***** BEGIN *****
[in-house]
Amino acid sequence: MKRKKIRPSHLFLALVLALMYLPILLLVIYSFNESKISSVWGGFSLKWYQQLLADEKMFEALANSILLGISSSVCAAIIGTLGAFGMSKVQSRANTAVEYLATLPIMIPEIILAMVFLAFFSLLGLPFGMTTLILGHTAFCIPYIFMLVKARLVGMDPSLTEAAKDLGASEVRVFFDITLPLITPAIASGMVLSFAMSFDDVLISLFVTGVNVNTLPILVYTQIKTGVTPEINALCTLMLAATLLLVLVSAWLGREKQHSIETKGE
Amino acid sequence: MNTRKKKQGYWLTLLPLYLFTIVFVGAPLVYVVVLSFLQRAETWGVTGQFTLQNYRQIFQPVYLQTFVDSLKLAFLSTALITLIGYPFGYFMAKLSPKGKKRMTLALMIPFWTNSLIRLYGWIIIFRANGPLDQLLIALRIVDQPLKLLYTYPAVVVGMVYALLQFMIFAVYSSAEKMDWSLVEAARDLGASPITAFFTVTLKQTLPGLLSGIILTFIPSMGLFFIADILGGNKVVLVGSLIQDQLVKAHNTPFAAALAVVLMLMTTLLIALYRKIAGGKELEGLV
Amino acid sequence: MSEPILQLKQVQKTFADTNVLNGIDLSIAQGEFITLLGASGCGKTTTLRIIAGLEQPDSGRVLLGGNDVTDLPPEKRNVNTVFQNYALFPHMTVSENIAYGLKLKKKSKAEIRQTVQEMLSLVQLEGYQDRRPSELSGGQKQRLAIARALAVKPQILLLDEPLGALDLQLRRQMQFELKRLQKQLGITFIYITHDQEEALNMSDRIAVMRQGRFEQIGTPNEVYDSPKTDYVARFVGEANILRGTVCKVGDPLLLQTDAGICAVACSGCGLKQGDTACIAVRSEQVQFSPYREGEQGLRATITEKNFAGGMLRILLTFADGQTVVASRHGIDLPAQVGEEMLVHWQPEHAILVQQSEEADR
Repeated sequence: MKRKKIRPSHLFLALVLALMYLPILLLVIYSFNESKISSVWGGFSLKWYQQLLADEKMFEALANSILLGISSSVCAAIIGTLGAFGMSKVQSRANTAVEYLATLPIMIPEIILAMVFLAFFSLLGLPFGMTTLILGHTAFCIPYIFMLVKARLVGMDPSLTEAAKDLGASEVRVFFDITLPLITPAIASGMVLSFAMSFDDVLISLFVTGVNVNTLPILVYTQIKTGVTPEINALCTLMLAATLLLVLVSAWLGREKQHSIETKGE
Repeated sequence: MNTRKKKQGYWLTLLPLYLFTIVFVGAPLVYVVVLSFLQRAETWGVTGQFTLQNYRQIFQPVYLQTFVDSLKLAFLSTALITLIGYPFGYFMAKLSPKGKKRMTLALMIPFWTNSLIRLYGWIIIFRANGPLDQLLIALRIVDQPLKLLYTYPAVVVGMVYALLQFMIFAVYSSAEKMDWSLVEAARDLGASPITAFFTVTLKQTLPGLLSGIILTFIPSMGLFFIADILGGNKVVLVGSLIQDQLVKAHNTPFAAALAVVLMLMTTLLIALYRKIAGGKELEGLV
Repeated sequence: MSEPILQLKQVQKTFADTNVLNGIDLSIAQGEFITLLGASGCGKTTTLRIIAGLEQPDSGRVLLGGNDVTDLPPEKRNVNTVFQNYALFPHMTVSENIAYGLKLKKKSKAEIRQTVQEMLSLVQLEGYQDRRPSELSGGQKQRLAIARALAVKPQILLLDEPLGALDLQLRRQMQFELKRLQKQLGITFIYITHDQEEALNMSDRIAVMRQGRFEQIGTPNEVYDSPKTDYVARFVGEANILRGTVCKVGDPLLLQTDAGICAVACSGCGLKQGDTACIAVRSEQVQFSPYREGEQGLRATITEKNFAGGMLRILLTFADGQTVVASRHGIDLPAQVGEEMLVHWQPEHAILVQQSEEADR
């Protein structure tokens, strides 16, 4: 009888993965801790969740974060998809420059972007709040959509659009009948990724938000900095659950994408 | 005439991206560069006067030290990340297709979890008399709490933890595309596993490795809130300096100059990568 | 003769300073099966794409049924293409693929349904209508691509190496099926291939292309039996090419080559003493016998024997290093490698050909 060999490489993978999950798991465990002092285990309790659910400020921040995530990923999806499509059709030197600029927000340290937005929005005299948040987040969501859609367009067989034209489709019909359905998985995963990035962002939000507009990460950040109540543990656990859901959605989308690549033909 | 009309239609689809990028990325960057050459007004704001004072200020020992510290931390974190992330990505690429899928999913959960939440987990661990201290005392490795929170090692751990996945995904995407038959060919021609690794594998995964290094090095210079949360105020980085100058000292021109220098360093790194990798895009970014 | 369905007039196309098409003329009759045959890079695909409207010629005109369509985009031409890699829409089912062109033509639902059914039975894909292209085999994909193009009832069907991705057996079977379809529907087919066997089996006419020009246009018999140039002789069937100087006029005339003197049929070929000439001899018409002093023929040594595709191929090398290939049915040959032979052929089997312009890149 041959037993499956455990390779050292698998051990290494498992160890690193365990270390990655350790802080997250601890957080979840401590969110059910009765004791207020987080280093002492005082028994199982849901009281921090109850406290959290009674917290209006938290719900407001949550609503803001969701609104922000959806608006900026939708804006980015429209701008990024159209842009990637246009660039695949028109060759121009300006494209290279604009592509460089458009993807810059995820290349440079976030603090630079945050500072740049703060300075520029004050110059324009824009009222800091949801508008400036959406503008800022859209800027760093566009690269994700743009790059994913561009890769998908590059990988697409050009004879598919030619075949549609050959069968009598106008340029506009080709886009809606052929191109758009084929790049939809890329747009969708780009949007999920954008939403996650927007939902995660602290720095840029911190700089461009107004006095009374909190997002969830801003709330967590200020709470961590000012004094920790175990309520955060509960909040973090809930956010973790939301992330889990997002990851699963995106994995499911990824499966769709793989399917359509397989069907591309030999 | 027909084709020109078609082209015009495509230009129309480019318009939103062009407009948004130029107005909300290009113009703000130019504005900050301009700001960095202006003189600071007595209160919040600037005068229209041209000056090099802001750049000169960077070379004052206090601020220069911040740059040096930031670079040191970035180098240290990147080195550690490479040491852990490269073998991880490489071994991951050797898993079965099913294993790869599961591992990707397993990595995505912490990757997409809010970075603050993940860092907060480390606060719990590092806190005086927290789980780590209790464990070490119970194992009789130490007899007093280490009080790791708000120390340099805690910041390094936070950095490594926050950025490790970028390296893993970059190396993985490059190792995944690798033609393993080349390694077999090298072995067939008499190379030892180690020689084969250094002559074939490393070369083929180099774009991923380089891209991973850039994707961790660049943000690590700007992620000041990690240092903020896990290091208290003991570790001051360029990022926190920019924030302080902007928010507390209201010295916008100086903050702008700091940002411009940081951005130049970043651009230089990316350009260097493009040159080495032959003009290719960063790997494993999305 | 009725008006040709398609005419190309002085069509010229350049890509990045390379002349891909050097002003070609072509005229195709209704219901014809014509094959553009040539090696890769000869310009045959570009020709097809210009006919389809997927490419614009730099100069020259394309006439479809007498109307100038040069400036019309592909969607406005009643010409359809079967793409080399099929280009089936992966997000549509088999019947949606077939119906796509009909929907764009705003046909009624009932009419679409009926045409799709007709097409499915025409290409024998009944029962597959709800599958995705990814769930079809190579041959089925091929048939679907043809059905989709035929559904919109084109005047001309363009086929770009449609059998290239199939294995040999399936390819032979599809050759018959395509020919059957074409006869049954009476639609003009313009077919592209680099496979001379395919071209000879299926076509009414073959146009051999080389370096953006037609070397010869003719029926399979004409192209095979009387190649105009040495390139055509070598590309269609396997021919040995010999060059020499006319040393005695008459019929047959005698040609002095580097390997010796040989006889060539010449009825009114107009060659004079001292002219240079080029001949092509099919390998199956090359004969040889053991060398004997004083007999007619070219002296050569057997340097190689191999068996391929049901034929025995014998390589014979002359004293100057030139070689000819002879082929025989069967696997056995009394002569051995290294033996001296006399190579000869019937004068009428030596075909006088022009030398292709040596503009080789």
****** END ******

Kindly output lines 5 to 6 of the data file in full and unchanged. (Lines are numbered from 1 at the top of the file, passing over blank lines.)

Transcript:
Repeated sequence: MKRKKIRPSHLFLALVLALMYLPILLLVIYSFNESKISSVWGGFSLKWYQQLLADEKMFEALANSILLGISSSVCAAIIGTLGAFGMSKVQSRANTAVEYLATLPIMIPEIILAMVFLAFFSLLGLPFGMTTLILGHTAFCIPYIFMLVKARLVGMDPSLTEAAKDLGASEVRVFFDITLPLITPAIASGMVLSFAMSFDDVLISLFVTGVNVNTLPILVYTQIKTGVTPEINALCTLMLAATLLLVLVSAWLGREKQHSIETKGE
Repeated sequence: MNTRKKKQGYWLTLLPLYLFTIVFVGAPLVYVVVLSFLQRAETWGVTGQFTLQNYRQIFQPVYLQTFVDSLKLAFLSTALITLIGYPFGYFMAKLSPKGKKRMTLALMIPFWTNSLIRLYGWIIIFRANGPLDQLLIALRIVDQPLKLLYTYPAVVVGMVYALLQFMIFAVYSSAEKMDWSLVEAARDLGASPITAFFTVTLKQTLPGLLSGIILTFIPSMGLFFIADILGGNKVVLVGSLIQDQLVKAHNTPFAAALAVVLMLMTTLLIALYRKIAGGKELEGLV